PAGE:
As far as a course that's one year old, Sergeant Pruett said, the 421st CTS' progress on course development is "beyond words."

"I look forward to going through the class again in the future just to see how much the program has progressed," Sergeant Pruett said.

Staff Sgt. Andrew Goligowski, also an MWD handler and Phoenix Warrior 07-6 student from the 319th SFS, Grand Forks AFB, N.D., said the entire MWD and Phoenix Warrior program was "excellent."

"It exposed us and our dogs to environments that we will experience down range," Sergeant Goligowski said. "You need to get as much exposure to the real thing as you possibly can and the Phoenix Warrior MWD instructors hit the nail on the head. I am also looking forward to going through the program again later to see how it has changed."

Tech. Sgt. Ryan Thompson, 421st CTS instructor in charge of Phoenix Warrior's combative rifle and pistol live-fire training and a facilitator for dismounted-patrol training, said the course is fast paced and has grown to provide some of the best training available out there for security forces Airmen.

"It's an all-encompassing course," Sergeant Thompson said. "You might spend one day in the classroom, but the next you'll be running in full battle rattle to get your heart rate up to fire under stress."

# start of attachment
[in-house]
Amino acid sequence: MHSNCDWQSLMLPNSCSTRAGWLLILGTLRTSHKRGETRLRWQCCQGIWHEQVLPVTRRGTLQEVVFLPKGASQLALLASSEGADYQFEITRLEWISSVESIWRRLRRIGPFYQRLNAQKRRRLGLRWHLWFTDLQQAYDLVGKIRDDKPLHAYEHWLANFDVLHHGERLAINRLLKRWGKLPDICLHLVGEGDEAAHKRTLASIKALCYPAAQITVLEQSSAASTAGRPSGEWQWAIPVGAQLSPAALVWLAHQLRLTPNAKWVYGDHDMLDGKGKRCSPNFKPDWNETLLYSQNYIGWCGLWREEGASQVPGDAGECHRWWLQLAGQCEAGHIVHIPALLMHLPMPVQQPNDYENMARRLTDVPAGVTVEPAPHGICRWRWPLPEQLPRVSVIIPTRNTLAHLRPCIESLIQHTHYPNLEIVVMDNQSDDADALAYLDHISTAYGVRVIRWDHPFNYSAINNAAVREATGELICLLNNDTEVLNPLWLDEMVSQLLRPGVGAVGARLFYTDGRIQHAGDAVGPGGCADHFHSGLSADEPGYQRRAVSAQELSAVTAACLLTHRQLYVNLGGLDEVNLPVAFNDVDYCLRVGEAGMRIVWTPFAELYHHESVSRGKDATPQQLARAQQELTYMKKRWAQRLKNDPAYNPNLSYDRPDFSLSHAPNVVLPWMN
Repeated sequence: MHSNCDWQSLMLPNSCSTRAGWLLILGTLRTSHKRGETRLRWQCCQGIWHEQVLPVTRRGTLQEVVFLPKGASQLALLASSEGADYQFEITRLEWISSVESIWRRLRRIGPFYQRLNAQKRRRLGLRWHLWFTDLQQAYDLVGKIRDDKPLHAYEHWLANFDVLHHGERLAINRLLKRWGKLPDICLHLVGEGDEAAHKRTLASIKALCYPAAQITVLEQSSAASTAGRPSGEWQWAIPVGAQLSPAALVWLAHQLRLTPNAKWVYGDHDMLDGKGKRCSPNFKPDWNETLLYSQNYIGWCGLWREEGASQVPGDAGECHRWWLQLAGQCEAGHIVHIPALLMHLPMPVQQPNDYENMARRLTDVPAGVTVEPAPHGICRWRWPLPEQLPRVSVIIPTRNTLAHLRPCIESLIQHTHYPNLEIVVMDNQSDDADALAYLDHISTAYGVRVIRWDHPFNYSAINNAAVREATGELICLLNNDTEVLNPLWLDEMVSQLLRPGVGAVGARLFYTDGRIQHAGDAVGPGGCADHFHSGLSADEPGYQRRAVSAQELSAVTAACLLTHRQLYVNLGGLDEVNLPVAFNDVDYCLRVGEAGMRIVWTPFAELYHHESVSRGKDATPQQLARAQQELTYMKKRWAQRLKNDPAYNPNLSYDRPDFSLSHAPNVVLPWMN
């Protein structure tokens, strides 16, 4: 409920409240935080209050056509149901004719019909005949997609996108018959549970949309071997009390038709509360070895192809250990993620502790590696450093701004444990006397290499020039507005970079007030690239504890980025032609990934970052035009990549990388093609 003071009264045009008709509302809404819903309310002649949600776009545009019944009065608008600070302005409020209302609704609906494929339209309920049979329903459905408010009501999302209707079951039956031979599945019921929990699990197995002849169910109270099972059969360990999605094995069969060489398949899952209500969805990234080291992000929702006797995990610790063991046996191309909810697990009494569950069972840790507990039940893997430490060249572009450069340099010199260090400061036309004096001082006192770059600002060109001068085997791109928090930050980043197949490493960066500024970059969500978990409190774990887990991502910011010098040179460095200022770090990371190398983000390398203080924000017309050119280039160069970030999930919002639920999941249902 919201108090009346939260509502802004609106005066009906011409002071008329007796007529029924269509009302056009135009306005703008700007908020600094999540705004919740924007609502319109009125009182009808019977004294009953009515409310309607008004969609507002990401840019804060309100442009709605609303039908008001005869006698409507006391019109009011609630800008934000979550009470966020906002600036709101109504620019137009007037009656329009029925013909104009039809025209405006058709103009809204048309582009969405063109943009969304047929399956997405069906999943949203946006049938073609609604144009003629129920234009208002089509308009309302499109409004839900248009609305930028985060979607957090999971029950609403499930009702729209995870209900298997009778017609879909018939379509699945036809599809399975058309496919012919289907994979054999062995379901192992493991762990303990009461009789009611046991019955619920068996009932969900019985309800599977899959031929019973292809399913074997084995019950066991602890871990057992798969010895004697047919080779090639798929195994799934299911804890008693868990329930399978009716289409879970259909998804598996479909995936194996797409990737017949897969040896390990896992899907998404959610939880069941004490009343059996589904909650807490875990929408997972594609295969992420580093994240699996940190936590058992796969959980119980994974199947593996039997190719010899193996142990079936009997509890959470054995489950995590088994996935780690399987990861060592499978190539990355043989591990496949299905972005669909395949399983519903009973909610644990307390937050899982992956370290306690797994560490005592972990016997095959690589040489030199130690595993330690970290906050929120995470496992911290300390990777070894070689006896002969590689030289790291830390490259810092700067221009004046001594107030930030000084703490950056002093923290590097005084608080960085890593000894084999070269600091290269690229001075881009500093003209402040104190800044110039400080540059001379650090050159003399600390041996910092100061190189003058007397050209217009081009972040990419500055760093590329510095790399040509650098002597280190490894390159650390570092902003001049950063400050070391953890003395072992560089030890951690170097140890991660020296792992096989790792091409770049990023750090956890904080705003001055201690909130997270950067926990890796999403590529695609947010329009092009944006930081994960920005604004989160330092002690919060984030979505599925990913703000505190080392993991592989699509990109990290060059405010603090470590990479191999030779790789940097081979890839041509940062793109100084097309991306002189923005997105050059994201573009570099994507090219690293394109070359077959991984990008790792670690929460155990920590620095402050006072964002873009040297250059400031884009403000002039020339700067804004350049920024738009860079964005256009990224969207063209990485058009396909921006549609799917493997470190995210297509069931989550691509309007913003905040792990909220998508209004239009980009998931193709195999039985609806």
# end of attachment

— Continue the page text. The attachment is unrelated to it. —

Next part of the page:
"The course is ever-changing," he added. "We take what we read in after-action reports and the trends that are taking place down range to continuously redevelop our course. A year from now, the course will most likely be different than it is today."

All through the training, something else happens for Phoenix Warrior students. They build friendships and camaraderie with fellow security forces Airmen.

"The contacts I've made and the personnel I was around in the K-9 portion were an exceptional bunch of handlers and instructors," Sergeant Pruett said. "The entire experience was a great time because amongst all the students there was a motivation and willingness to learn and train in a group. It was training that was second to none."

Captain Gallant said it's training like Phoenix Warrior that really builds on the "warrior ethos" all Airmen share.

"Phoenix Warrior is the perfect venue for building squad continuity and individual warrior ethos," Captain Gallant said. "First, the training is difficult and team effort is required for success. Second, while overcoming the many challenges our students face, they are formed into a cohesive unit learning to trust and depend upon one another. While this is all happening, they are indoctrinated with predeployment skills that will keep them alive and lead to mission success down range. When you combine challenges, teamwork and combat skills, you end up with warrior ethos."

As far as continued success of the course, Captain Gallant said it will take the right ingredients like it has in the first successful year.

"Phoenix Warrior has been successful because of the cadre's dedication to providing the best predeployment training they can," Captain Gallant said. "Little over a year ago, Phoenix Warrior cadre were asked to fill a major Air Mobility Command pre-deployment training void and stand-up a course in less than two months. Through many long days and lost weekends, Phoenix Warrior was developed and cadre were trained.

"The continued dedication of the Phoenix Warrior cadre is what drives the continual improvement of the course.

"This makes Phoenix Warrior successful," Captain Gallant said.